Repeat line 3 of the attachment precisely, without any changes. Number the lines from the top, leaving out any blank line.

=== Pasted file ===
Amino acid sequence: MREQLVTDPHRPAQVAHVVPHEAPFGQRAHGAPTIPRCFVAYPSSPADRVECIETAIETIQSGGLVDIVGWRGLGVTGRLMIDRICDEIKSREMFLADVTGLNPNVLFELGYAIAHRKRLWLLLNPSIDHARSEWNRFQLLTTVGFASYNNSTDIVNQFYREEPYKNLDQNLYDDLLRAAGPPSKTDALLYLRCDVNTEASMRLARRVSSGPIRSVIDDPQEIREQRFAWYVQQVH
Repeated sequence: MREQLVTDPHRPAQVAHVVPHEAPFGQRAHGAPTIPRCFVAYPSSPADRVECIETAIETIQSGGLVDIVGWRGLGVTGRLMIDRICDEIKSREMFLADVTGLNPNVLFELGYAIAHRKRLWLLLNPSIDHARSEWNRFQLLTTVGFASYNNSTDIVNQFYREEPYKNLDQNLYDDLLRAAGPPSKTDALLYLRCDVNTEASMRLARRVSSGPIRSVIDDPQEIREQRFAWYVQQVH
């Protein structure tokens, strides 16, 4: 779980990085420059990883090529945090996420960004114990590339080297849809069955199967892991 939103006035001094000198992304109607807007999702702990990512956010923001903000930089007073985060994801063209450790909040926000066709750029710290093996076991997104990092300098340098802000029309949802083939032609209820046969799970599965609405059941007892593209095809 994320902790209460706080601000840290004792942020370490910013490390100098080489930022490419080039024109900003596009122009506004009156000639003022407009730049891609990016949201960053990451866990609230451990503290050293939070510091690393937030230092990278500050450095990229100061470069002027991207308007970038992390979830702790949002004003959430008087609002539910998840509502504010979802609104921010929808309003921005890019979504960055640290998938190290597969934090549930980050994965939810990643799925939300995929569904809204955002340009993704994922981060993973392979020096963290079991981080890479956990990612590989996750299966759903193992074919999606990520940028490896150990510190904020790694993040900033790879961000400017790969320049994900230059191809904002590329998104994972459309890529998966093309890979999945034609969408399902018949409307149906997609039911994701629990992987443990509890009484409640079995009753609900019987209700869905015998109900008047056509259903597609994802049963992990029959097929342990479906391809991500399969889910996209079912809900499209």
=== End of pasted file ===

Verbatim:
């Protein structure tokens, strides 16, 4: 779980990085420059990883090529945090996420960004114990590339080297849809069955199967892991 939103006035001094000198992304109607807007999702702990990512956010923001903000930089007073985060994801063209450790909040926000066709750029710290093996076991997104990092300098340098802000029309949802083939032609209820046969799970599965609405059941007892593209095809 994320902790209460706080601000840290004792942020370490910013490390100098080489930022490419080039024109900003596009122009506004009156000639003022407009730049891609990016949201960053990451866990609230451990503290050293939070510091690393937030230092990278500050450095990229100061470069002027991207308007970038992390979830702790949002004003959430008087609002539910998840509502504010979802609104921010929808309003921005890019979504960055640290998938190290597969934090549930980050994965939810990643799925939300995929569904809204955002340009993704994922981060993973392979020096963290079991981080890479956990990612590989996750299966759903193992074919999606990520940028490896150990510190904020790694993040900033790879961000400017790969320049994900230059191809904002590329998104994972459309890529998966093309890979999945034609969408399902018949409307149906997609039911994701629990992987443990509890009484409640079995009753609900019987209700869905015998109900008047056509259903597609994802049963992990029959097929342990479906391809991500399969889910996209079912809900499209």